By Mike Smith
As someone who has studied the automotive industry and labor in Detroit for many years, Bankole Thompson, editor-in-chief of The PuLSE Institute asked me for an opinion on the recent turmoil in the automotive industry.
Will pending layoffs that General Motors CEO Mary Barra revealed recently result in increased poverty? This is a complicated question because one has to consider the ramifications of the layoffs in a long-term context. There are a number of factors to consider. But, the brief answer might be, yes, there will likely be some increased poverty, especially, in terms of an increase number of working poor.
The recent history of the auto industry is very telling, and one can understand that Ford, General Motors and Fiat Chrysler – the latter two global companies suffered through bankruptcies in 2009 – need to plan for the future. Per a recent Crain’s Detroit Business report, the global automotive industry is slowing down, sales of cars and trucks have steadily dropped, and the industry may already be in the early stages of a recession.
The companies also have to invest in new technologies for mobility and vehicle electrification. – I do say, “have to” since they need to compete to stay alive. Yes, the companies make billions in profits, to say nothing of millions in salaries for top executives. But, to compete, I do understand that they also must spend billions for research and technology advances. Just think of the poverty we would see if the car companies failed.
The American public is also fickle. At this moment, gas is cheap and buyers want SUVs and small trucks. All highly profitable, of course, and GM, Ford and FCA have pretty much abandoned car production to Mexico and other places where labor is cheap and labor laws are virtually non-existent.
This results, for one example, in layoffs at GM factories that assemble cars like Detroit’s Hamtramck Plant, and in Oshawa, Ontario, and Youngstown, Ohio. Indeed, some factories may not get new products to build and will be closed permanently. However, if gas prices rise, overnight, American buyers will want small cars and not trucks and SUVs, there will likely be more layoffs.
The history of the global auto industry is that it feels a recession first, long before other sectors of the economy for one simple reason: one of the first purchases a family will deny themselves when their budget tightens is a new car.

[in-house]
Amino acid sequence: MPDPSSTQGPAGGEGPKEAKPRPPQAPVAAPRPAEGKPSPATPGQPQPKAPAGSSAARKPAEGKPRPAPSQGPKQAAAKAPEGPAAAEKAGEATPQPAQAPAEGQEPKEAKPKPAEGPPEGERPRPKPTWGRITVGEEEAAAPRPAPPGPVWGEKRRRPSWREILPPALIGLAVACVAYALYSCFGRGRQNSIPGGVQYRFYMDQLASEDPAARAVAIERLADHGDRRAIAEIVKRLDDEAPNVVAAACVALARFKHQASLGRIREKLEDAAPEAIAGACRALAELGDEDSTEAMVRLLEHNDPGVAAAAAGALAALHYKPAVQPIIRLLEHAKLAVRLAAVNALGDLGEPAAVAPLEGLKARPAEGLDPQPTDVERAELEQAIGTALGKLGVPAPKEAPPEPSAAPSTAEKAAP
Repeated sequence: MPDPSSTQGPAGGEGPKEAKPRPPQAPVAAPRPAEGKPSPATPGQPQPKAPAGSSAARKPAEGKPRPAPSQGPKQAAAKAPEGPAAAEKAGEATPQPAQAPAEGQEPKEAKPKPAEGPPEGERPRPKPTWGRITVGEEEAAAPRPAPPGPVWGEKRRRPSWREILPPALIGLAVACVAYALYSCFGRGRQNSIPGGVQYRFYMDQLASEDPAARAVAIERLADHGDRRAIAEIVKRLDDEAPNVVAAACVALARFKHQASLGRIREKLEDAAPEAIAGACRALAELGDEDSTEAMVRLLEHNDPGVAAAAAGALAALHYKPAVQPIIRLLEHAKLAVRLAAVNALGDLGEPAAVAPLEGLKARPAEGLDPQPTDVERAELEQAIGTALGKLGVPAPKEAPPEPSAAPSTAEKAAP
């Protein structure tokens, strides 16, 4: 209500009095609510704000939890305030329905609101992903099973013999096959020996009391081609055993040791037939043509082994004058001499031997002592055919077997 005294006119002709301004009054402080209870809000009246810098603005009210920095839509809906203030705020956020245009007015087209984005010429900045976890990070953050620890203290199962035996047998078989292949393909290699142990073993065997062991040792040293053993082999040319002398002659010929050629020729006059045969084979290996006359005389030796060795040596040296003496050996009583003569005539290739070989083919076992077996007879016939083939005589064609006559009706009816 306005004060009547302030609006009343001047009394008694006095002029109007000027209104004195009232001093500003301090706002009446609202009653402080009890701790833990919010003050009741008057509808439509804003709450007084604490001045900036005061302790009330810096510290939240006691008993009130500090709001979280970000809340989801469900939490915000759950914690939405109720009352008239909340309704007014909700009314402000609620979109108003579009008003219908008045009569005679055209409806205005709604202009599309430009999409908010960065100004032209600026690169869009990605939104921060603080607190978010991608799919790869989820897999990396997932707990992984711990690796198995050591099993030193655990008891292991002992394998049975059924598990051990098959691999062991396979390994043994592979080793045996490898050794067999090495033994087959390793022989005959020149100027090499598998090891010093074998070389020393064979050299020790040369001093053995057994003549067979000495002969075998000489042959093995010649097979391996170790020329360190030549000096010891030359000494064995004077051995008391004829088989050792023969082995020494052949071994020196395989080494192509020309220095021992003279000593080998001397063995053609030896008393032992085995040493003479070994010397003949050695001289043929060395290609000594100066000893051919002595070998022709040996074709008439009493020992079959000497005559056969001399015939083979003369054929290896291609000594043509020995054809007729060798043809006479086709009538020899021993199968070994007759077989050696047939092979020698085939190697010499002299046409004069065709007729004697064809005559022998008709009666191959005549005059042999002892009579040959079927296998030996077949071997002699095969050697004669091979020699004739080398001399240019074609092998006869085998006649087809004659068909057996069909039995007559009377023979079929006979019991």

All of the above, however, is a brief assessment of the macroeconomics of the auto industry. What about the microeconomics? The actual circumstances of those working in the auto industry? This is where we are likely to add to the ranks of the working poor.
First, it has to be understood that, for working people, one of the best jobs to hold are those in an automobile or truck assembly plant. These are the best paying jobs with the best benefits in American manufacturing, and they are jobs that do require some skill, but do not require a formal education.
Moreover, when a worker loses one of these jobs, unlike it was for most of the Twentieth-Century, these workers are not likely to find an available job with commensurate pay and benefits. Sure, GM says it will offer jobs at other assembly plants for 2,700 workers, but these folks will have to uproot their homes and children, leave their friends and community, and move to another part of the country. Many others will not even have that option.
They may not be able to maintain house payments and car payments (note that a recent Harvard study demonstrates that housing costs are rising much faster than wages and salaries), let alone health care or college tuition for their kids (note the constant attacks on Obama Care from the right with no alternatives for affordable health care offered). Maybe a good share of these workers will, however, find good jobs. Recent history, however, tells us that the odds are against a significant portion of laid-off autoworkers finding jobs that will sustain them the middle-class.
One must also consider that the closing of an assembly plant or the mass layoff of workers do not simply affect those who lost their jobs. Many studies over the past years by historians and sociologists uniformly show that when a concentration of good paying jobs is lost, this affects local store sales, gasoline station sales, community and school revenues, and many other sectors of the local economy tied to supporting workers and their families. When good jobs are lost, one might also consider what legendary United Automobile Workers President Walter Reuther observed: “who will buy the cars?”
In the end, therefore, unless something dramatic occurs, like GM or Ford radically altering their future plans, or the federal and state governments developing policies and incentives for affordable health care, as well as job retraining programs and an enhance emphasis on education for the 21st century, there will be an increase in the number of working poor and just plain poor folks. Wouldn’t it be nice if both the car companies and our governments planned a few years ahead instead of just reacting to an economic crisis? In the meantime, let’s wish the best of luck to laid-off autoworkers. They’ll need it.
Mike Smith, a noted historian is a Senior Fellow at The PuLSE Institute, where he focuses on labor and economics. He is the Johanna Meijer Magoon Principal Archivist at the University of Michigan Bentley Historical Library.